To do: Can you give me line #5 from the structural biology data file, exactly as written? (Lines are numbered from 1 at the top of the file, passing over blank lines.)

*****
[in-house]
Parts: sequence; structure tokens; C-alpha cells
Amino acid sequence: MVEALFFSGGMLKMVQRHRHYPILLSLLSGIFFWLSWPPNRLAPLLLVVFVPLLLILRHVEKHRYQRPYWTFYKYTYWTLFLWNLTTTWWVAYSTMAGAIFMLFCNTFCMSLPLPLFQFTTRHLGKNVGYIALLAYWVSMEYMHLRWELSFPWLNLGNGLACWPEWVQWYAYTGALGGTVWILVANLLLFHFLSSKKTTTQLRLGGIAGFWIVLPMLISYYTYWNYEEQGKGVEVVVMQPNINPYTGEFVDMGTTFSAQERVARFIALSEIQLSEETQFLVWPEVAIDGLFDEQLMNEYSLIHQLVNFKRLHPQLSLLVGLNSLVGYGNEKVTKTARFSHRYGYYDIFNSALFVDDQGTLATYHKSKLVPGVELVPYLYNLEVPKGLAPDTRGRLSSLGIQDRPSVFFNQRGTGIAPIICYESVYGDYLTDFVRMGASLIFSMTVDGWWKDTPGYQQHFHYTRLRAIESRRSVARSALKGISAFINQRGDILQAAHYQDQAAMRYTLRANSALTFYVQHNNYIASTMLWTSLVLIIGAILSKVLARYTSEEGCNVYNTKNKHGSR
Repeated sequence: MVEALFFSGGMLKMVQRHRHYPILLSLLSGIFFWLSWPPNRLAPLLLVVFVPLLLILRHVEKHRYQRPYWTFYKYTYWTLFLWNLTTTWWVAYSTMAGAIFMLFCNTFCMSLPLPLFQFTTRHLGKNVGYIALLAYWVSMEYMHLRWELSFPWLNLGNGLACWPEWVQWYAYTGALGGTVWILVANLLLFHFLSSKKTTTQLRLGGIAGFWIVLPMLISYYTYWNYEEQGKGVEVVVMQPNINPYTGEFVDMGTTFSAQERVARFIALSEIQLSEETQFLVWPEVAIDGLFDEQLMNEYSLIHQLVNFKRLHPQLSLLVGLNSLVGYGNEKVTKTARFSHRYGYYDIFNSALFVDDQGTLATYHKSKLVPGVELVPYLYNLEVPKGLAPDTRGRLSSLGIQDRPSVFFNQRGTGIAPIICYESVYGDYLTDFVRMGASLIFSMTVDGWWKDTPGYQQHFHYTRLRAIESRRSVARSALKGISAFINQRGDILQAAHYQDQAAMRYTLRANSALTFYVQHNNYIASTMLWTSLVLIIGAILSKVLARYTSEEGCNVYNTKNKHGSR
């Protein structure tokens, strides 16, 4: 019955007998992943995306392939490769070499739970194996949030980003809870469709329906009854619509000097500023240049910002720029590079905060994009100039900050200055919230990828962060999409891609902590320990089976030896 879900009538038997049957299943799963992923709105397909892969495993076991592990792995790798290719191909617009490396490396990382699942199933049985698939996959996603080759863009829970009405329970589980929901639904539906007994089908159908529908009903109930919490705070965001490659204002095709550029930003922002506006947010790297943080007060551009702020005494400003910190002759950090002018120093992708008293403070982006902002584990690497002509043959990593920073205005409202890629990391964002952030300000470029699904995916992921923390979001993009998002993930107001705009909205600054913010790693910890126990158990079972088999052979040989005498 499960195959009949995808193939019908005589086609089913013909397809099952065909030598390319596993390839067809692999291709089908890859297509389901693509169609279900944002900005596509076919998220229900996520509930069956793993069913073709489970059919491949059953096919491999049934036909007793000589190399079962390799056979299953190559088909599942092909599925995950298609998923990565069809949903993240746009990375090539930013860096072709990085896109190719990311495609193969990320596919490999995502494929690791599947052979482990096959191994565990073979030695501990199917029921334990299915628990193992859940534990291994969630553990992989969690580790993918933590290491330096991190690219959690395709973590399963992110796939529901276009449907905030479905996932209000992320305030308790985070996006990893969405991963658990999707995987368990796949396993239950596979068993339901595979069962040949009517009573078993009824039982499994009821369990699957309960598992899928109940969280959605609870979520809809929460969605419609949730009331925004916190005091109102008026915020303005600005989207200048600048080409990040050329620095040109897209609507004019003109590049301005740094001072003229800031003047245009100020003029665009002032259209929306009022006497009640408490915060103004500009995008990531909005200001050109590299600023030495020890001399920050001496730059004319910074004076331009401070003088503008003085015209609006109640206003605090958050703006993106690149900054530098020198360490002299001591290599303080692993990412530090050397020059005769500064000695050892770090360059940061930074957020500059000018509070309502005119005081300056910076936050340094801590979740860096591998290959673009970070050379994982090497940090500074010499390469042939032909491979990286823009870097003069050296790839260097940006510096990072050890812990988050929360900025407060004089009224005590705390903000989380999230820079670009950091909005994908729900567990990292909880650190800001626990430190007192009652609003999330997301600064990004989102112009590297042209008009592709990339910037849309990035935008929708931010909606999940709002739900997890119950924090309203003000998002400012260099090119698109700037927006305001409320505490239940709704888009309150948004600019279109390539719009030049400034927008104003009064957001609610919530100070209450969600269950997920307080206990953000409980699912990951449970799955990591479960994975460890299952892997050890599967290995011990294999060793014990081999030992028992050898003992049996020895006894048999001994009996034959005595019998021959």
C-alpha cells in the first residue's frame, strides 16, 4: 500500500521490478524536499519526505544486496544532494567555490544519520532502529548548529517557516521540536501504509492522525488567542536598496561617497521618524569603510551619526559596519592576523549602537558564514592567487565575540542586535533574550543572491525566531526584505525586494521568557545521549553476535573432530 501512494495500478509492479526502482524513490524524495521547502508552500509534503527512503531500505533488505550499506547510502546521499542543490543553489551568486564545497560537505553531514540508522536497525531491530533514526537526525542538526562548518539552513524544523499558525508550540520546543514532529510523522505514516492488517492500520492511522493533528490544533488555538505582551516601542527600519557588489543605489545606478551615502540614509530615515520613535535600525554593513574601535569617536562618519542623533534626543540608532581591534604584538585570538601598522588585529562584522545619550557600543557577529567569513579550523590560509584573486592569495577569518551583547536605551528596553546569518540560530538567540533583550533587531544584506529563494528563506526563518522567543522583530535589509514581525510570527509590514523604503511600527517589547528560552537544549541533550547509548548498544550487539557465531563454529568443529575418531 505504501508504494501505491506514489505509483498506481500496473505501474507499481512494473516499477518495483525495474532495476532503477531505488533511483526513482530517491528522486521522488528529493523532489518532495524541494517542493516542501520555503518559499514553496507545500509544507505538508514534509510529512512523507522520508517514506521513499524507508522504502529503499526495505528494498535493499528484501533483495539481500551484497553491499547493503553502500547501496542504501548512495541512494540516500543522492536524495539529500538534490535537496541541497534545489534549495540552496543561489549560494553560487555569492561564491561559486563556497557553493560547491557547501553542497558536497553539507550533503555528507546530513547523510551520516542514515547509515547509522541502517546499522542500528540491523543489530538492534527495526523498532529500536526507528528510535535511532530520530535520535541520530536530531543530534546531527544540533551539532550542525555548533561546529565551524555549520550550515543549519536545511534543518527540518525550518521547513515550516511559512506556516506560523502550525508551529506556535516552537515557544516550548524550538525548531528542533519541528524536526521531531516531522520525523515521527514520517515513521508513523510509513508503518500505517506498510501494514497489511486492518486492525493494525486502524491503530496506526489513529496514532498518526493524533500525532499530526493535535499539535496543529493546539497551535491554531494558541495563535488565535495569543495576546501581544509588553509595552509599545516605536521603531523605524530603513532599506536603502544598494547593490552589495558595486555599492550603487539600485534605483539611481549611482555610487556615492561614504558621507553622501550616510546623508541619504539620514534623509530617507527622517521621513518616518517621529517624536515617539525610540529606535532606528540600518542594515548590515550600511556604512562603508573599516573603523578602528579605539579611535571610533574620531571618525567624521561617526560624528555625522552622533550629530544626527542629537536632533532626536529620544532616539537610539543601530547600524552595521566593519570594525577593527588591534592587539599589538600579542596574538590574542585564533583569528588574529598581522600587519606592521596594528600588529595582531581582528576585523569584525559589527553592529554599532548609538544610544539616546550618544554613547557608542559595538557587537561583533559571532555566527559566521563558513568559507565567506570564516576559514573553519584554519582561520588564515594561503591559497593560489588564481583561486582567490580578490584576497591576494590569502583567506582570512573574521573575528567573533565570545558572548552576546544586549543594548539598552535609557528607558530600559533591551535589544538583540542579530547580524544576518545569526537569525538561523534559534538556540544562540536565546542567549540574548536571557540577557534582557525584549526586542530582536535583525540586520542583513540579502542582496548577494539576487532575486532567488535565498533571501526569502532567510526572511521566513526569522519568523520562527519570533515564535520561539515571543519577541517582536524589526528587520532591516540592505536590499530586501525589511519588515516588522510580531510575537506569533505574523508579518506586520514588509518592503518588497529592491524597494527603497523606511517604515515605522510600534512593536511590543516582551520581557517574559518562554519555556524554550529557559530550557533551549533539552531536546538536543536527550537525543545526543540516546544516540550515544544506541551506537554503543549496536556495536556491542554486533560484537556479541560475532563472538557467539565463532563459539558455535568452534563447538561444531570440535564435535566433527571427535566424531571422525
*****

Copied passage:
């Protein structure tokens, strides 16, 4: 019955007998992943995306392939490769070499739970194996949030980003809870469709329906009854619509000097500023240049910002720029590079905060994009100039900050200055919230990828962060999409891609902590320990089976030896 879900009538038997049957299943799963992923709105397909892969495993076991592990792995790798290719191909617009490396490396990382699942199933049985698939996959996603080759863009829970009405329970589980929901639904539906007994089908159908529908009903109930919490705070965001490659204002095709550029930003922002506006947010790297943080007060551009702020005494400003910190002759950090002018120093992708008293403070982006902002584990690497002509043959990593920073205005409202890629990391964002952030300000470029699904995916992921923390979001993009998002993930107001705009909205600054913010790693910890126990158990079972088999052979040989005498 499960195959009949995808193939019908005589086609089913013909397809099952065909030598390319596993390839067809692999291709089908890859297509389901693509169609279900944002900005596509076919998220229900996520509930069956793993069913073709489970059919491949059953096919491999049934036909007793000589190399079962390799056979299953190559088909599942092909599925995950298609998923990565069809949903993240746009990375090539930013860096072709990085896109190719990311495609193969990320596919490999995502494929690791599947052979482990096959191994565990073979030695501990199917029921334990299915628990193992859940534990291994969630553990992989969690580790993918933590290491330096991190690219959690395709973590399963992110796939529901276009449907905030479905996932209000992320305030308790985070996006990893969405991963658990999707995987368990796949396993239950596979068993339901595979069962040949009517009573078993009824039982499994009821369990699957309960598992899928109940969280959605609870979520809809929460969605419609949730009331925004916190005091109102008026915020303005600005989207200048600048080409990040050329620095040109897209609507004019003109590049301005740094001072003229800031003047245009100020003029665009002032259209929306009022006497009640408490915060103004500009995008990531909005200001050109590299600023030495020890001399920050001496730059004319910074004076331009401070003088503008003085015209609006109640206003605090958050703006993106690149900054530098020198360490002299001591290599303080692993990412530090050397020059005769500064000695050892770090360059940061930074957020500059000018509070309502005119005081300056910076936050340094801590979740860096591998290959673009970070050379994982090497940090500074010499390469042939032909491979990286823009870097003069050296790839260097940006510096990072050890812990988050929360900025407060004089009224005590705390903000989380999230820079670009950091909005994908729900567990990292909880650190800001626990430190007192009652609003999330997301600064990004989102112009590297042209008009592709990339910037849309990035935008929708931010909606999940709002739900997890119950924090309203003000998002400012260099090119698109700037927006305001409320505490239940709704888009309150948004600019279109390539719009030049400034927008104003009064957001609610919530100070209450969600269950997920307080206990953000409980699912990951449970799955990591479960994975460890299952892997050890599967290995011990294999060793014990081999030992028992050898003992049996020895006894048999001994009996034959005595019998021959």